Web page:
Safely Invisible: The Powerful Security of Cloud-Based Access Control
It’s a dangerous age. Wizard-like hackers lurk in the virtual shadows, ready to pounce. Meanwhile, the confluence of cyber and physical security can leave clients undereducated and confused. They know they need security but suffer from “control issues” about cloud-based solutions for their physical access control programs. As a dealer or integrator, you may be questioned by clients about whether the cloud-based system is safe when the organization’s IT professionals are not in charge of the server where the solution resides. The truth may be that you aren’t sure how to explain why the cloud is a better place for your customers to put their trust. This white paper will provide you with some guidance.
Understanding and addressing the security vulnerabilities of the systems you install is vital. It’s a bigger problem than just losing customers because you’re not cyber-savvy. The sad reality is that if the solution you proffered and integrated is compromised, you may be held liable for damages.
Dedicated Servers Don’t Offer Defense
Until recently, all access control systems had a software component that dwelt in an onsite physical server or the client’s proprietary network. You’ve dealt with these solutions for years—so have your customers and the familiarity gives them a false sense of security. In reality, local hosting on dedicated servers leaves systems vulnerable.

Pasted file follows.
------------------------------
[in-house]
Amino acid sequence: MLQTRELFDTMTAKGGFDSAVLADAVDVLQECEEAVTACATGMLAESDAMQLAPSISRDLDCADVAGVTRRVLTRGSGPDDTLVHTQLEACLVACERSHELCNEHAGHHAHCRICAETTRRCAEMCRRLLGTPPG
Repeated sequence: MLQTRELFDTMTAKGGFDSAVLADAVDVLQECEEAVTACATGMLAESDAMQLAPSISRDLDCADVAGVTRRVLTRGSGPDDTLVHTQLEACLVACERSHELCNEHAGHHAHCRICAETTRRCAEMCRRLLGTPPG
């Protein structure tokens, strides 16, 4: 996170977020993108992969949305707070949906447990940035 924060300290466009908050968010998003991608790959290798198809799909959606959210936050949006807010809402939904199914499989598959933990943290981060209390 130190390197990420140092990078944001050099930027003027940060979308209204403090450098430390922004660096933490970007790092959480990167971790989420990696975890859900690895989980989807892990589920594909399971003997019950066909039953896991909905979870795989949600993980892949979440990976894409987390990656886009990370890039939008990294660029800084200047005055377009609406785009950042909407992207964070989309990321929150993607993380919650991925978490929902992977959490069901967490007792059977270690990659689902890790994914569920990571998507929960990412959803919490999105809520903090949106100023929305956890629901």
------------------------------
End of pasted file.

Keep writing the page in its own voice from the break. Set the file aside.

When an access-control solution depends on locally hosted, dedicated servers, vulnerabilities can result from the lax installation of patches and updates, system interruptions from planned and unplanned maintenance, the failure to make regular and secure data backups, a lack of scalability, and poor offsite redundancy during manmade or natural emergencies.
Now enter the hackers, who will take advantage of any exploitable weakness in an organization’s network.
According to Josh Perry, CTO of ProdataKey (PDK) of South Jordan, Utah, “A truism about all computer and software systems of sufficient complexity, including access control systems, is that mathematically or analytically, you can’t guarantee that they’re secure. It’s a foregone conclusion that you will have vulnerabilities. To overcome these vulnerabilities, you must either completely segregate the system from any accessibility, which isn’t an option because you need to manage it. Or, you can make it so that if there is a vulnerability, you can address it as quickly and efficiently as possible.
IPs = Open Doors
The majority of access control solutions are now comprised of IP devices that offer what is tantamount to open doorways into the system, as well as the data and operational systems of connected networks—especially if IOT devices are integrated with security systems outside a company’s firewall.
“If you don’t have a cloud solution, just a traditional IP-based access control system exposed via a port forward, and as an integrator, your employees don’t have the proper network configuration and security training, they could unknowingly leave those servers vulnerable, even if SSL is correctly configured. In fact, anyone with a web browser could get onto an IP-connected access control system that they don’t own right now, probably within 10 minutes, just using a search engine and default usernames and passwords,” says Perry, who adds that integrators need to do a better job of changing default passwords and making sure that all the authentication systems are in place so that only authorized devices and users communicate with the users’ devices.